An optical line length adjuster, shown in Photo 1, is installed along the detour line. The adjuster is equipped with two retroreflectors, which directly face each other as shown in Fig. 6. A retroreflector consists of three plane mirrors, each of which is placed at right angles to the other two. And it accurately reflects an incident beam in the opposite direction regardless of its original direction, but with an offset distance. The vertex of the three mirrors in the retroreflector is in the middle of a common perpendicular of the axes of the incoming and outgoing beams as shown in Fig. 6. The number of reflections is determined based on the retroreflector arrangement. A laser beam travels 10 times between the retroreflectors in our prototype, and are introduced into the other optical fiber. Optical pulses are transmitted through an optical fiber, divided into three wavelengths by wavelength division multiplexing (WDM) couplers, and discharged separately into the air from collimators. The focuses of a pair of collimators corresponding for a wavelength is best tuned for the wavelength to achieve the minimum coupling loss. The collimators for multiple wavelenghts are arranged to share the two retroreflectors as shown in Fig. 7.

The detour line between the retroreflectors consists of an FSO system [9]. The detour line length can be easily adjusted by controlling the retroreflector interval with a resolution of 0.14 mm. Optical pulses travel n-times faster in the air than in an optical fiber, where n is the refractive index of the optical fiber. Thus the optical line length adjuster lengthens/shortens the corresponding optical fiber length, L, by kΔx/n, where k, Δx, n are the number of journeys between the retroreflectors, the retroreflector interval variation, and the refractive index of optical fiber, respectively. The FSO lengthens the optical line length up to L0.

Photo 1.

Free-space optics line length adjuster.

Figure 6.

Free-space optics line length adjuster.

where Δxmax is the maximum range of the retroreflector interval variation. The maximum range of our prototype, Δxmax, is around 0.3 m, the refractive index, n, of the optical fiber is 1.46, the number of journeys, k is 10, and the optical line span, L0, tuned by the adjuster is 2 m.

Figure 7.

Collimator arrangement for use of multiple wavelengths.

Figure 8.

FSO system with optical path length accumulation mechanism.

The limit of the adjustable range is a practical problem when this system is applied to several kilometers of access network. Therefore, we employ optical line length accumulators. The optical line length adjuster contains two optical paths, #0 and #1 as shown in Fig. 1 or Fig. 8. An optical switch and an optical fiber selector are installed in each path. Optical switches control the optical pulse flow. Each optical fiber selector is equipped with various lengths of optical fiber, for example L0, 2L0 and 3L0. The path length can be discretely changed by choosing any one of them.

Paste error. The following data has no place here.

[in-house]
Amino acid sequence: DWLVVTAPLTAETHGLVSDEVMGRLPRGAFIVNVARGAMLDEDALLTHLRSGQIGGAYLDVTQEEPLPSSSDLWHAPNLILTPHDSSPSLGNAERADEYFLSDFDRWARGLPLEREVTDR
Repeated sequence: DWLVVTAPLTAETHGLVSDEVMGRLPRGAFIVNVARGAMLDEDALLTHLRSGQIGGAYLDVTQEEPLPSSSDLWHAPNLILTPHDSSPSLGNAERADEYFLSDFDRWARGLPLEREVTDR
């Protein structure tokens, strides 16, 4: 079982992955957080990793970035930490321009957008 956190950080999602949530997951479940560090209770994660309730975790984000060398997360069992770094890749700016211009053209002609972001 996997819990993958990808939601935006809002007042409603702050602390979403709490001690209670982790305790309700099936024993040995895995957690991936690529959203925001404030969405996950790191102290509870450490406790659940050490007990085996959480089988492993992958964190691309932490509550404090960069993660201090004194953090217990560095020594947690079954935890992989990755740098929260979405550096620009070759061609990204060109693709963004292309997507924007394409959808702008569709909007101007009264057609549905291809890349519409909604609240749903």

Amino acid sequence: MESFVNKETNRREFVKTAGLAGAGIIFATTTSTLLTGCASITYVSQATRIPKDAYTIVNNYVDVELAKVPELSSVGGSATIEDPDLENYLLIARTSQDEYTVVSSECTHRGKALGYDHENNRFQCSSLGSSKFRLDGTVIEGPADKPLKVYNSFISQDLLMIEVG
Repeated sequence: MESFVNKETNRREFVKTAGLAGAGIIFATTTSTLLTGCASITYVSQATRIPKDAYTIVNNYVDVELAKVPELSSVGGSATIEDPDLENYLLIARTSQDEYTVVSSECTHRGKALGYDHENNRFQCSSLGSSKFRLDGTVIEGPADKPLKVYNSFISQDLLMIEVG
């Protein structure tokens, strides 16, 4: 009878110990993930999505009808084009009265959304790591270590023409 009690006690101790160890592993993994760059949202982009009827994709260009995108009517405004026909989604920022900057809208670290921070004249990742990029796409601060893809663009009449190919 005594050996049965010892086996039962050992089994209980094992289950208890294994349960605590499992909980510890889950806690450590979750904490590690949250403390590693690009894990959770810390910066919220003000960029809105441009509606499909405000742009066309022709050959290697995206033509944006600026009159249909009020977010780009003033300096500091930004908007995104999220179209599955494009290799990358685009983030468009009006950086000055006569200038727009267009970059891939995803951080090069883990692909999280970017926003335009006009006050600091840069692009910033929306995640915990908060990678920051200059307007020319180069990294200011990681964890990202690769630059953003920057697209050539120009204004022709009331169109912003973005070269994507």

The optical line length adjuster can extend the detour line as much as required using the following operation as shown in Fig. 9. First, the FSO system lengthens path #0 by L0 by gradually increasing the retroreflector interval. After the optical fiber selector has selected an optical fiber of length L0, the active line is switched from path #0 to path #1. The FSO system then returns to the origin, and the optical fiber selector selects an optical fiber of length L0 instead to keep the length of path #0 at L0. The FSO system increases the retroreflector interval again to repeat the same operation. In this way the adjuster accumulates spans extended by the FSO system. The scanning time of our prototype is 10 seconds, because the retroreflector operates at 30 mm/s.

The optical line length adjuster enables us to lengthen/shorten the detour line while continuing to transmit optical signals.

Figure 9.

Time chart of operation for optical path length accumulation.

5. Experiments on optical line replacement

The optical line replacement procedure, shown in Fig. 10 where a 2x8 optical splitter is used instead of a 2x2 splitter, is as follows:

  1. A detour line is established between a WIC and a 2x8 optical splitter.

  2. The detour line length is measured with a 1650 nm test light using an optical line length measuring technique, and is adjusted to the same length as the regular line using an optical line length adjusting technique. These techniques are described in the preceding sections.

  3. Once the lengths of the two lines coincide, the transmission signals are also launched into the detour line.